Shirley’s companion, the shy and retiring Caroline Helstone, thinks they should carry on into church but Shirley replies ‘Caroline, I will not: I will stay out here with my mother Eve, in these days called Nature. I love her – undying, mighty being! Heaven may have faded from her brow when she fell in paradise; but all that is glorious on earth shines there still’ (Brontë, 1849, 316). The vision is interrupted by the symbolically charged passing of a group of soldiers, bought into the area to quell the Luddite uprising, and by the Moore’s foreman, Joe Scott, who quotes St. Paul’s first Epistle to Timothy, as if to remind us how radical Shirley’s Eve differs from her biblical counterpart: ‘Let the woman learn in silence, with all subjection. I suffer not a woman to teach, nor to usurp authority over the man; but to be in silence. For Adam was first formed, then Eve’ (Brontë, 1849, 322).
Shirley’s Eve-Titan, which Caroline considers to be pagan, refers to the six sons and six daughters of Uranus (Heaven) and Gaia (Earth), the elder-gods of Greek mythology which were overthrown by Zeus and the gods of Olympus. She has lost heaven but gained the earth, and has to kneel to look God squarely in the eye. Her titanic physical proportion also recalls Milton’s Satan after the fall:
Thus Satan talking to his nearest mate
With head uplift above the wave, and eyes
That sparkling blazed; his other parts besides
Prone on the flood, extending long and large
Lay floating many a rood, in bulk as huge
As whom the fables name of monstrous size,
Titanian or Earth-born, that warred on Jove,
Briareos or Typhon, whom the den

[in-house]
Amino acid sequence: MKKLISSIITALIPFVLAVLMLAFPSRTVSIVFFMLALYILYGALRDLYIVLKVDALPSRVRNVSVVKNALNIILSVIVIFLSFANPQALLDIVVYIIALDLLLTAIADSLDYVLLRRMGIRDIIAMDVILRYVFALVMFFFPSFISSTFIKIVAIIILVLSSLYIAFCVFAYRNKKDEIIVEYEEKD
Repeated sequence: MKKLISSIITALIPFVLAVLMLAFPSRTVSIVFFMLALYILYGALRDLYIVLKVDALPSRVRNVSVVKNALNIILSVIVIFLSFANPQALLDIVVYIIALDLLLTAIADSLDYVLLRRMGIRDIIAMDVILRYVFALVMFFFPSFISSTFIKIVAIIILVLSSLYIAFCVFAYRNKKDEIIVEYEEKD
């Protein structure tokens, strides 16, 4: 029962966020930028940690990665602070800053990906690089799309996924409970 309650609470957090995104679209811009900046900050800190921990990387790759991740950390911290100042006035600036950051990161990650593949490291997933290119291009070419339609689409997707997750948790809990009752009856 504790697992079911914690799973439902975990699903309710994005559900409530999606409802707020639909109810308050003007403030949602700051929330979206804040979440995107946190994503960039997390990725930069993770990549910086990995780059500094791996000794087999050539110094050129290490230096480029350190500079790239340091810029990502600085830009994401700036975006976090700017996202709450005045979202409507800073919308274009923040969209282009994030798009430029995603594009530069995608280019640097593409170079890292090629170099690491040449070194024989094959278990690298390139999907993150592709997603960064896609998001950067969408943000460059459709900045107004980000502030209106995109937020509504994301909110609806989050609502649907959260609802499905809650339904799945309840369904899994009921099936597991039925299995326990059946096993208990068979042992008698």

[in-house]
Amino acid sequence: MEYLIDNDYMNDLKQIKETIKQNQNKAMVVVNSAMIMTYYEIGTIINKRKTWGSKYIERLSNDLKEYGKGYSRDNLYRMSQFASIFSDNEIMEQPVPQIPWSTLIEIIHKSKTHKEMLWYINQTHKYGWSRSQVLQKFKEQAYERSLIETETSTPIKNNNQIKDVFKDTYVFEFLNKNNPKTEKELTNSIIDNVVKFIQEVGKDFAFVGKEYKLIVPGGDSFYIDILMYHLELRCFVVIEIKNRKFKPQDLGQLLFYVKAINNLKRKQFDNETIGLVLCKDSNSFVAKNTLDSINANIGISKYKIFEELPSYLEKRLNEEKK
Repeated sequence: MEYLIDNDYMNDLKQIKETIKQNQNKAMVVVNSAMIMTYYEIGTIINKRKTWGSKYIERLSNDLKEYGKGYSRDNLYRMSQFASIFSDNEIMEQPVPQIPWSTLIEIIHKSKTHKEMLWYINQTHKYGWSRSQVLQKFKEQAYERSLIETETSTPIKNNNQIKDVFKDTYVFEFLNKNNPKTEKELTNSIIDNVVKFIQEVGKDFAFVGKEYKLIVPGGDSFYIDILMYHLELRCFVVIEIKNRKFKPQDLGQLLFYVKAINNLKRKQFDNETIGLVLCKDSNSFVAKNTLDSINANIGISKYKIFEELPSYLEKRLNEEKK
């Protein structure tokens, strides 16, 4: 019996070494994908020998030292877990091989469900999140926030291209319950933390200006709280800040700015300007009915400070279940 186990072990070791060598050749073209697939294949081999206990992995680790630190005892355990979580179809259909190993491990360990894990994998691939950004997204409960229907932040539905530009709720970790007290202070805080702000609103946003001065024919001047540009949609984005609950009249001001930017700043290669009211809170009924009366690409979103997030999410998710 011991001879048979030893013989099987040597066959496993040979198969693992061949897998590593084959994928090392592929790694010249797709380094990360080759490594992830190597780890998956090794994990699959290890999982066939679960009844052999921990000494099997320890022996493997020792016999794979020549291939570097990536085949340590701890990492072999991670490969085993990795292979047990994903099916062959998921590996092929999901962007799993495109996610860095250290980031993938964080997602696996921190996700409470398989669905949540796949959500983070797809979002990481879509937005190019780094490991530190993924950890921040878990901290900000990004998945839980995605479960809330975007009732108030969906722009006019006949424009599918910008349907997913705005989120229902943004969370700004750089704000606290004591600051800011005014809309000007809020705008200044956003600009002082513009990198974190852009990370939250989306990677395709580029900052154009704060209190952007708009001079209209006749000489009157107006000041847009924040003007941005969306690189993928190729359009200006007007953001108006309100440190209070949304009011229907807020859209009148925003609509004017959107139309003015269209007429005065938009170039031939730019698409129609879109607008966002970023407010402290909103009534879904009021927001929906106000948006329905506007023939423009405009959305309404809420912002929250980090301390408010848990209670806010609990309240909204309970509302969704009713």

By ancient Tarsus held, or that sea-beast
Leviathan, which God of all his works
Created hugest that swim th’ocean stream (Milton, I, 192 – 202).
Shirley, which is all about rebellion, the Luddite riots during the Napoleonic Wars providing the historical frame, once again returns us to the implicit relationship between Eve and Satan, not as the fallen but as revolutionary heroes. As in the argument between Shirley and Joe, Brontë often reminds us of how the Bible is used to justify the subjugation of women and the exploitation of the working classes under capitalism, Christian orthodoxy making legitimate all forms of social, economic and sexual repression. With regard to the perceived role of women, Shirley clearly understands the false and fragmentary nature of the male gaze, with particular regard to literature. What Shirley realises needs to be done, under pain of biblical retribution, is to unite and accept all feminine emanations in life and in literature:
‘If men could see us as we really are, they would be a little amazed; but the cleverest, the acutest men are often under an illusion about women: they do not read them in a true light: they misapprehend them, both for good and evil: their good woman is a queer thing, half doll, half angel; their bad woman almost always a fiend. Then to hear them fall into ecstasies with each other’s creations, worshipping the heroine of such a poem – novel – drama, thinking it fine – divine! Fine and divine it may be, but often quite artificial – false as the rose in my best bonnet there. If I spoke all I think on this point; if I gave my real opinion of some first-rate female characters in first-rate works, where should I be? Dead under a cairn of avenging stones in half an hour’ (Brontë, 1849, 343).